Un recorrido asombroso a través de los próximos cien años de revolución científica. El futuro ya se está inventando en los laboratorios de los científicos más punteros de todo el mundo. Con toda probabilidad, en 2100 controlaremos los ordenadores a través de diminutos sensores cerebrales y podremos mover objetos con el poder de nuestras mentes, la inteligenc […]
    iTunes Store
  • Breve historia de mi vida - Stephen Hawking July 22, 2017
    La mente maravillosa de Stephen Hawking ha deslumbrado al mundo entero revelando los misterios del universo. Ahora, por primera vez, el cosmólogo más brillante de nuestra era explora, con una mirada reveladora, su propia vida y evolución intelectual. Breve historia de mi vida cuenta el sorprendente viaje de Stephen Hawking desde su niñez […]
    iTunes Store
  • Ágilmente - Estanislao Bachrach July 22, 2017
    Bachrach es Doctor en biología molecular y explica el funcionamiento del cerebro. A través de ello, da consejos y herramientas para ser más creativos y felices en el trabajo y en la vida. La neurociencia es clara: el cerebro aprende hasta el último día de vida. La creatividad puede expandirse. Tu mente, mediante la aplicación de las técnicas correctas, puede […]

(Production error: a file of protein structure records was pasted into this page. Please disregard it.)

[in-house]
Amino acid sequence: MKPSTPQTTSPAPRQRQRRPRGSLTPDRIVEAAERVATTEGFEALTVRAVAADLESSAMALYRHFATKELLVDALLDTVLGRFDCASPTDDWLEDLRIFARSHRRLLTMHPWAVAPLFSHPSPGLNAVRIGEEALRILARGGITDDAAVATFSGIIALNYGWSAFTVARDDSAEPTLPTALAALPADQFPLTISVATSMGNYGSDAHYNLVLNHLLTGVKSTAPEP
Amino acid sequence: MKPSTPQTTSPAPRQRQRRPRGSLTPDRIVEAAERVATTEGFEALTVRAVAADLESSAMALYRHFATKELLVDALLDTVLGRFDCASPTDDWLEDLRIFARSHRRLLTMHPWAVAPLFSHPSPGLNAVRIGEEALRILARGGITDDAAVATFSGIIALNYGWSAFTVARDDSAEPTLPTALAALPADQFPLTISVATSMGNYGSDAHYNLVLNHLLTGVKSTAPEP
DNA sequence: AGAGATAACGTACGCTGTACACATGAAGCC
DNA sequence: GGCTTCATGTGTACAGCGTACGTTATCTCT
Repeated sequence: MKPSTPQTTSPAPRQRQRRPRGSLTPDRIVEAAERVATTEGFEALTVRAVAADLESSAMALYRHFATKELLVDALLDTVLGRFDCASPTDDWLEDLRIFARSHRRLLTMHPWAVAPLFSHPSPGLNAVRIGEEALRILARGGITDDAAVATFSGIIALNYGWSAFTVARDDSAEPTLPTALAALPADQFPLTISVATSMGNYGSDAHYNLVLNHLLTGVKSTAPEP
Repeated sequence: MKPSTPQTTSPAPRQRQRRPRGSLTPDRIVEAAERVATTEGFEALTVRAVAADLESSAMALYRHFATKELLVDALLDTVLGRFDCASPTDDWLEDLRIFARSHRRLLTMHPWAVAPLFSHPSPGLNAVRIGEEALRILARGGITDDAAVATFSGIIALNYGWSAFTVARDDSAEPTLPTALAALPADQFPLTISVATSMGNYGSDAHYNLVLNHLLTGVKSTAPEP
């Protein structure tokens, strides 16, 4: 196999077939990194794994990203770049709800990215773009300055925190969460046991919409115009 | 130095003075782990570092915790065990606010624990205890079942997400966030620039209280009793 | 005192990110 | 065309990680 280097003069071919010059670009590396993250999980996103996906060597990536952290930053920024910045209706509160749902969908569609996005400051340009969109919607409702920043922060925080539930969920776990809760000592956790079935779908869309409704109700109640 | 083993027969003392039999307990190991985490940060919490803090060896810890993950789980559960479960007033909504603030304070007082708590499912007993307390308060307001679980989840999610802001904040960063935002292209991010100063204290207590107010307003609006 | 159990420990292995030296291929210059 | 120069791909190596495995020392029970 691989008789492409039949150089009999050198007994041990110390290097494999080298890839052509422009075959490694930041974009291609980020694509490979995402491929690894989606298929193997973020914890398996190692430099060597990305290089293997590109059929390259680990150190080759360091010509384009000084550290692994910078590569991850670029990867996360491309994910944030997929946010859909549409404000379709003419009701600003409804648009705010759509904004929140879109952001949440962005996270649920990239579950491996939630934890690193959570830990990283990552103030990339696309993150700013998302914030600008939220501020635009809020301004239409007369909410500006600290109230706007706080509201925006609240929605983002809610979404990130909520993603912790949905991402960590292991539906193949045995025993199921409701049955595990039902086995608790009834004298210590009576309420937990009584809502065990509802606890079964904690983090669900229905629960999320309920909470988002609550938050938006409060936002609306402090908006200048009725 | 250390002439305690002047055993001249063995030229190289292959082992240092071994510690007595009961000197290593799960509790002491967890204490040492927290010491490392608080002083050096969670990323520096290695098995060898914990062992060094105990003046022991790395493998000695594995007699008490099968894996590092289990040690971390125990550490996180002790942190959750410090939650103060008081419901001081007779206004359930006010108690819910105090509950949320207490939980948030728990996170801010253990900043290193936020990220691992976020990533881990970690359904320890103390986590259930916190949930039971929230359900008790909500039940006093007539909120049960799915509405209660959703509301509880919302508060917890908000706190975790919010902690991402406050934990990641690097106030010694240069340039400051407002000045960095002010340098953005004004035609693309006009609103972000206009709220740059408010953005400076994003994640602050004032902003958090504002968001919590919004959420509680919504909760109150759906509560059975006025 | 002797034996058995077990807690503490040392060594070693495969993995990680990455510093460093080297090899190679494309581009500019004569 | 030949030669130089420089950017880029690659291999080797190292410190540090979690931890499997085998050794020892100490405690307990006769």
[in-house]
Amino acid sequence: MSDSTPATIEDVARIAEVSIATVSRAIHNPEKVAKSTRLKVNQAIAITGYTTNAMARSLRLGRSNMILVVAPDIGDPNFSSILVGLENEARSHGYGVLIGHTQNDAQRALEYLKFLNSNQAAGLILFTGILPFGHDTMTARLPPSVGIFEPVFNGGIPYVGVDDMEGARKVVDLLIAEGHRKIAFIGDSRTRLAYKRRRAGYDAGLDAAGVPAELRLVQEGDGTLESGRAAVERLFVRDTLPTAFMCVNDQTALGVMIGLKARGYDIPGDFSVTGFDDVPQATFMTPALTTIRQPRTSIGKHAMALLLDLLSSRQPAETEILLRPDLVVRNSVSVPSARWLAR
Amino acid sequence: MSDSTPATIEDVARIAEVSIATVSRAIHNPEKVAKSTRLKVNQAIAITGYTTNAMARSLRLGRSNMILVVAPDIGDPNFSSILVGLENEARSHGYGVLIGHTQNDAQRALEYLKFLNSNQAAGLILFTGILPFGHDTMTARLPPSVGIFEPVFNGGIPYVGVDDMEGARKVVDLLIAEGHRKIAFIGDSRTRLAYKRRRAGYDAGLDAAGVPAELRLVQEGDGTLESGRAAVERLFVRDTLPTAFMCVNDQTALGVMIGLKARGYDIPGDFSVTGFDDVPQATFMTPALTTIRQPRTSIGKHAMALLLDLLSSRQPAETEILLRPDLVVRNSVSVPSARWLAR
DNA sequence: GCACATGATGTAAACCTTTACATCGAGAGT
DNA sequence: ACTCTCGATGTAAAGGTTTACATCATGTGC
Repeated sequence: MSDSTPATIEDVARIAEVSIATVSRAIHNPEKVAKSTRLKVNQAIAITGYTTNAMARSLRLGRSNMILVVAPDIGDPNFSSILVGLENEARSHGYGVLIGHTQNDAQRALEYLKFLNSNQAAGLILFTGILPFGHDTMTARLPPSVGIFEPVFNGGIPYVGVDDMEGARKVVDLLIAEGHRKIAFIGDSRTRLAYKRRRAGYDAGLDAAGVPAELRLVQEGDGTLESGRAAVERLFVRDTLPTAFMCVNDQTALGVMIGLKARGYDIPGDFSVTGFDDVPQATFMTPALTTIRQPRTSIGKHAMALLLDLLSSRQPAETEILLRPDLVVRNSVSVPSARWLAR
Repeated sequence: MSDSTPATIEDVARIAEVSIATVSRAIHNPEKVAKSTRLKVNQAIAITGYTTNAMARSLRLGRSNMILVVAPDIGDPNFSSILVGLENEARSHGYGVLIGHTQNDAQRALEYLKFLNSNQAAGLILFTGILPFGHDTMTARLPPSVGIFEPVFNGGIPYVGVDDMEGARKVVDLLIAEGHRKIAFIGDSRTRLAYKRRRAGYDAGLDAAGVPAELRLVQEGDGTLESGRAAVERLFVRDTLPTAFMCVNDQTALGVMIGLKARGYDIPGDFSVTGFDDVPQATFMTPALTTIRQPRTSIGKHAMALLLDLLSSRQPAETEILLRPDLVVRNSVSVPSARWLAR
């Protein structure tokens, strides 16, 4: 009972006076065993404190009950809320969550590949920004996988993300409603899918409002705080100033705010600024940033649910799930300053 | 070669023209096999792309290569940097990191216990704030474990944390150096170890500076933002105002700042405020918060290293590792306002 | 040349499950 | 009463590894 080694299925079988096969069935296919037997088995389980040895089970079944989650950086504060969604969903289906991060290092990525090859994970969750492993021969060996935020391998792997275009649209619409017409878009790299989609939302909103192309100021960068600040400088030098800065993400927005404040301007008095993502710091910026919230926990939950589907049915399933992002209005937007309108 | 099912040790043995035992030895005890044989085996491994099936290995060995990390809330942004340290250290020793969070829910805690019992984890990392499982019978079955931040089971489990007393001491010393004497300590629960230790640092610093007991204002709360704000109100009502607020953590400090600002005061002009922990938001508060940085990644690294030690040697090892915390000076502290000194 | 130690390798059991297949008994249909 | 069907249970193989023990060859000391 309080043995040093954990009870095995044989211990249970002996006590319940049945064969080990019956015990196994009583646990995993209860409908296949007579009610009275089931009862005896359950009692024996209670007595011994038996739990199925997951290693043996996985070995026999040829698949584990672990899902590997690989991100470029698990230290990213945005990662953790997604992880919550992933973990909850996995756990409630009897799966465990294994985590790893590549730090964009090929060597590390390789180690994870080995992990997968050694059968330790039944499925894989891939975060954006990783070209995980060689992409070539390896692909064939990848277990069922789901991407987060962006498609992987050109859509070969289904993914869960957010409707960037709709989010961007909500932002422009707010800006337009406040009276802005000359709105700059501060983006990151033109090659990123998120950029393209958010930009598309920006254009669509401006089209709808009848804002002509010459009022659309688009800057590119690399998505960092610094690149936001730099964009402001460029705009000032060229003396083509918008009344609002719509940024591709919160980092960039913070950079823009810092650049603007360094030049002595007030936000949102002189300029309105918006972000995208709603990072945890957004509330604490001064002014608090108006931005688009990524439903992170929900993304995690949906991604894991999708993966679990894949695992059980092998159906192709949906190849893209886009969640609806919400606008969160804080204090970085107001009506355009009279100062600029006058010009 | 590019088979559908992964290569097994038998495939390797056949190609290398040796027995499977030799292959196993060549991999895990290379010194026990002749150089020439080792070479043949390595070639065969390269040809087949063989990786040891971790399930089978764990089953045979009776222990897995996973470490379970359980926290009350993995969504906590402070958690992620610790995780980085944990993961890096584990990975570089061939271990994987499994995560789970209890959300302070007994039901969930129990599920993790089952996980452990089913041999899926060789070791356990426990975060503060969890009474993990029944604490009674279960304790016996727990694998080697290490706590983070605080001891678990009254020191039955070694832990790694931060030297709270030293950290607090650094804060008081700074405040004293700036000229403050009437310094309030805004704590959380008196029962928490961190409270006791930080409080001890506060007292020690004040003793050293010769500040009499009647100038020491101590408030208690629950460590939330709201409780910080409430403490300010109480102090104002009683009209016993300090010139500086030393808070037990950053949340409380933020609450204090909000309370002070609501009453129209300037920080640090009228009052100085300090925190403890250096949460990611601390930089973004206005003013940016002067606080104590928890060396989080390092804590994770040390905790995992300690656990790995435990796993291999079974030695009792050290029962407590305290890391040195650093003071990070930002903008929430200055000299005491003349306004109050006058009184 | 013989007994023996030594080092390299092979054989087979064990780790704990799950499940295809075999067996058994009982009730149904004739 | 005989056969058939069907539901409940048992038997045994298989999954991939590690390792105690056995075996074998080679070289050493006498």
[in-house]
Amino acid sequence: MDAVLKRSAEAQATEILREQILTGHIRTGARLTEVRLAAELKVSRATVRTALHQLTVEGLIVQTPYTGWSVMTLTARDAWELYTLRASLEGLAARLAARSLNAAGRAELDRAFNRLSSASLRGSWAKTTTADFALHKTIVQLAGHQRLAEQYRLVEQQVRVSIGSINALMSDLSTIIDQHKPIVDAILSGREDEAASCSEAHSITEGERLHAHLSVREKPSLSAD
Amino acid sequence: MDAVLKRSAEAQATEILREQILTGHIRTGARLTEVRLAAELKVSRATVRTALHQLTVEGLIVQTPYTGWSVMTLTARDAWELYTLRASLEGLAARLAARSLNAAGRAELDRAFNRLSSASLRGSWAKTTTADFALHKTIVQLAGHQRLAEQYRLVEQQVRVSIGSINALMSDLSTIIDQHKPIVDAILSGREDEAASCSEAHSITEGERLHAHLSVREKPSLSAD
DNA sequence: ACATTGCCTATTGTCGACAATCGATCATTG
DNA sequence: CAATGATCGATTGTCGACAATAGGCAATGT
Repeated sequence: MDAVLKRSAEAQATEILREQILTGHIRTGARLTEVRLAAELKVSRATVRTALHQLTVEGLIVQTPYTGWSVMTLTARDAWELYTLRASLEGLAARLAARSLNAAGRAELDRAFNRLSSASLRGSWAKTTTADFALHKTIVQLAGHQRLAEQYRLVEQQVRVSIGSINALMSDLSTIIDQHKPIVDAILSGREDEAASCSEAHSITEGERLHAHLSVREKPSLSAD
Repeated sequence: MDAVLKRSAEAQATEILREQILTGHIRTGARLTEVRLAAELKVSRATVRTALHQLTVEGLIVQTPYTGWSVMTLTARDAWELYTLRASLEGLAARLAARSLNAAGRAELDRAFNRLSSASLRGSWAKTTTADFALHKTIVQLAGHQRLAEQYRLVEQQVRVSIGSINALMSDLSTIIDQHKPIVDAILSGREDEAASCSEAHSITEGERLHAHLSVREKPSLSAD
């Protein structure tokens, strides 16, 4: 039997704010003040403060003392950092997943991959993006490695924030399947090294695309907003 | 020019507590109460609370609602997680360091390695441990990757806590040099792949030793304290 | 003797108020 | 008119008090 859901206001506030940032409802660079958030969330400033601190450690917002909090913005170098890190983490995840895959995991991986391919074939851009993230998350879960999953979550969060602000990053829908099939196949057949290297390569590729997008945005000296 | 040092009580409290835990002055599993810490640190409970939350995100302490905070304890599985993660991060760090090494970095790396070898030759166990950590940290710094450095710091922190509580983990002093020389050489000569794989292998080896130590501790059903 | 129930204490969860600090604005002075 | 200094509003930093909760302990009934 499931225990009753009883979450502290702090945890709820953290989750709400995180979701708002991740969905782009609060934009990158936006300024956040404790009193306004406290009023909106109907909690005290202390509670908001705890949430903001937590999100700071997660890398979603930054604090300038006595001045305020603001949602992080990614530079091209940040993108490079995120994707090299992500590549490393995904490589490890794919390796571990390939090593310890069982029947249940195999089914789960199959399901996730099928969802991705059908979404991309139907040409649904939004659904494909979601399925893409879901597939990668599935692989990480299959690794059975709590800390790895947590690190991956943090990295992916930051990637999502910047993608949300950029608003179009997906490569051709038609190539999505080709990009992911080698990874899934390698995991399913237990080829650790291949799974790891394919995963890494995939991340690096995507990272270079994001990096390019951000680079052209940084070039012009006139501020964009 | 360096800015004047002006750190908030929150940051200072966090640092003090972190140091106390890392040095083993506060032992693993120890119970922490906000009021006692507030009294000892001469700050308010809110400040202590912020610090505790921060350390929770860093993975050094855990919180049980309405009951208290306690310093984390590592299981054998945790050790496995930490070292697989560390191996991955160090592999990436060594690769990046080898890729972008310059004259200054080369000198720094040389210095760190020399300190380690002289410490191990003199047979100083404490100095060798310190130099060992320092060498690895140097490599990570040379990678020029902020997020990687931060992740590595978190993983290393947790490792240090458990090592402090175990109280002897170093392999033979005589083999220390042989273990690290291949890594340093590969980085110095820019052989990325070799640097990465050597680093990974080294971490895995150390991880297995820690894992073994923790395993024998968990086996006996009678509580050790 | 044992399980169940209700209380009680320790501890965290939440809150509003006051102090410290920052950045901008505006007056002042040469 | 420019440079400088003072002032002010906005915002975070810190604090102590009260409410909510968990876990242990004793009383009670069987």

iTunes Store
  • Sobre la teoría de la relatividad especial y general - Albert Einstein July 22, 2017
    Entre el Electromagnetismo y la Mecánica newtoniana existe una fórmula de bisagra: la teoría de la relatividad especial y general. La importancia del nuevo marco planteado por Albert Einstein se entiende por lo siguiente: la percepción del tiempo y el espacio es relativa al observador. ¿Qué significa esto? Si usted viaja a una velocidad mayor que la de la lu […]
    iTunes Store
  • ¿Cómo pensar como Sherlock Holmes? - Maria Konnikova July 22, 2017
    Ningún personaje de ficción es más conocido por sus poderes de intuición y observación que Sherlock Holmes. Pero, ¿es su inteligencia extraordinaria una invención de la ficción o podemos aprender a desarrollar estas habilidades, para mejorar nuestras vidas en el trabajo y en casa? A través de ¿ Cómo pensar como Sherlock Holmes? , la periodista y psicóloga Ma […]